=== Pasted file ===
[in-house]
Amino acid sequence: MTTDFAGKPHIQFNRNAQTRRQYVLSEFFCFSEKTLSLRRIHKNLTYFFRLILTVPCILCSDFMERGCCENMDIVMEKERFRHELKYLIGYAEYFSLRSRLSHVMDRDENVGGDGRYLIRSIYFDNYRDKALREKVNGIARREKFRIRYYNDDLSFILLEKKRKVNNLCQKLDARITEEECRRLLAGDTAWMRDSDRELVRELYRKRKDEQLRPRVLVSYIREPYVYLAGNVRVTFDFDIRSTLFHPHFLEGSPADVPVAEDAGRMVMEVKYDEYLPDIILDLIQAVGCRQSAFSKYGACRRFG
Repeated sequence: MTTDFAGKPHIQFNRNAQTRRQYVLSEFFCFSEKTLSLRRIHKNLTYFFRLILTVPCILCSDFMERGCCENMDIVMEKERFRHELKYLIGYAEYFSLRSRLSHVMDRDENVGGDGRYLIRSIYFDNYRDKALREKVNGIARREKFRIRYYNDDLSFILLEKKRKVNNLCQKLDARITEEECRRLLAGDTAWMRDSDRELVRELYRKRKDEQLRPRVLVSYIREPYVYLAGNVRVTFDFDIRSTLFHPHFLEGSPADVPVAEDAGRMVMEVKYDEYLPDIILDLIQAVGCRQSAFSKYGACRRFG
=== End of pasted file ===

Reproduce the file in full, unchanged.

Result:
[in-house]
Amino acid sequence: MTTDFAGKPHIQFNRNAQTRRQYVLSEFFCFSEKTLSLRRIHKNLTYFFRLILTVPCILCSDFMERGCCENMDIVMEKERFRHELKYLIGYAEYFSLRSRLSHVMDRDENVGGDGRYLIRSIYFDNYRDKALREKVNGIARREKFRIRYYNDDLSFILLEKKRKVNNLCQKLDARITEEECRRLLAGDTAWMRDSDRELVRELYRKRKDEQLRPRVLVSYIREPYVYLAGNVRVTFDFDIRSTLFHPHFLEGSPADVPVAEDAGRMVMEVKYDEYLPDIILDLIQAVGCRQSAFSKYGACRRFG
Repeated sequence: MTTDFAGKPHIQFNRNAQTRRQYVLSEFFCFSEKTLSLRRIHKNLTYFFRLILTVPCILCSDFMERGCCENMDIVMEKERFRHELKYLIGYAEYFSLRSRLSHVMDRDENVGGDGRYLIRSIYFDNYRDKALREKVNGIARREKFRIRYYNDDLSFILLEKKRKVNNLCQKLDARITEEECRRLLAGDTAWMRDSDRELVRELYRKRKDEQLRPRVLVSYIREPYVYLAGNVRVTFDFDIRSTLFHPHFLEGSPADVPVAEDAGRMVMEVKYDEYLPDIILDLIQAVGCRQSAFSKYGACRRFG